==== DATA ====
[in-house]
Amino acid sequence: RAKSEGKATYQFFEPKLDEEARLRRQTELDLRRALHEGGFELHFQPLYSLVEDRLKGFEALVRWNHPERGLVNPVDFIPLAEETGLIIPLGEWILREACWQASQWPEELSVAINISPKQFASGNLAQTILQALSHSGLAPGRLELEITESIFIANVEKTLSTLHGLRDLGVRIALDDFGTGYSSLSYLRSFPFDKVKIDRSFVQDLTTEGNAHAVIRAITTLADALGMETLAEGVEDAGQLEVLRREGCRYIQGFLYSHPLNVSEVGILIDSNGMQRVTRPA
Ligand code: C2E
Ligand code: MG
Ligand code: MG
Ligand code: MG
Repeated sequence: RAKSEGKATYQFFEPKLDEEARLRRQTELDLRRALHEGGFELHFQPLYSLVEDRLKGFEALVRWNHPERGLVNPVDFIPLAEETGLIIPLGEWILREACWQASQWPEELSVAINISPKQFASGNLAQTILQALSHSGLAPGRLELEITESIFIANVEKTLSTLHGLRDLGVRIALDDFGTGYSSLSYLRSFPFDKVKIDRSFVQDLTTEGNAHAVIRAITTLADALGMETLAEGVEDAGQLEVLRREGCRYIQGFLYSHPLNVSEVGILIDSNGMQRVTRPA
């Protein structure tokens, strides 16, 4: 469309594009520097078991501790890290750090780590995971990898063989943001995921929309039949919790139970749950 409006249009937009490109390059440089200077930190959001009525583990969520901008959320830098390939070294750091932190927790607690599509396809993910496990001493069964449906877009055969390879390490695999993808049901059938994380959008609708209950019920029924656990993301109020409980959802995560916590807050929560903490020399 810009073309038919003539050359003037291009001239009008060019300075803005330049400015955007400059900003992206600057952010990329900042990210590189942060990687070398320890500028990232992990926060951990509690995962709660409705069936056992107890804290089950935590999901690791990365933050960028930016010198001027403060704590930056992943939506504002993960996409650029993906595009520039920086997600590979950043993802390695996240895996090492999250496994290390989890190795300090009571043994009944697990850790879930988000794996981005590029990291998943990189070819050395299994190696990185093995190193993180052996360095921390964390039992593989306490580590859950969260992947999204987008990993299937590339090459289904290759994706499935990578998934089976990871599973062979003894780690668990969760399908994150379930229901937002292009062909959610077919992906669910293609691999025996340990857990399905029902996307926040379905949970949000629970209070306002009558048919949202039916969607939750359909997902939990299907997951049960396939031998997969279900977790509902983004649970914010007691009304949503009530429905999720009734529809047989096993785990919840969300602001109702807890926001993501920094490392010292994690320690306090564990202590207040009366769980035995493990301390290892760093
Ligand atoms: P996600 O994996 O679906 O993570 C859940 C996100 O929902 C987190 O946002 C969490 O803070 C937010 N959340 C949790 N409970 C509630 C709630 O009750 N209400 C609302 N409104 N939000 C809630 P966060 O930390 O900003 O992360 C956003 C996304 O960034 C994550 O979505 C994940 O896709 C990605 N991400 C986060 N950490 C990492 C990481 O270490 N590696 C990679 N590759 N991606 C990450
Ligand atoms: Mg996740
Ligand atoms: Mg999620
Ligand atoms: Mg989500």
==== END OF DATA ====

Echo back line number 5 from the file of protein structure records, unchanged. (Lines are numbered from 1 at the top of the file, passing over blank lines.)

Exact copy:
Ligand code: MG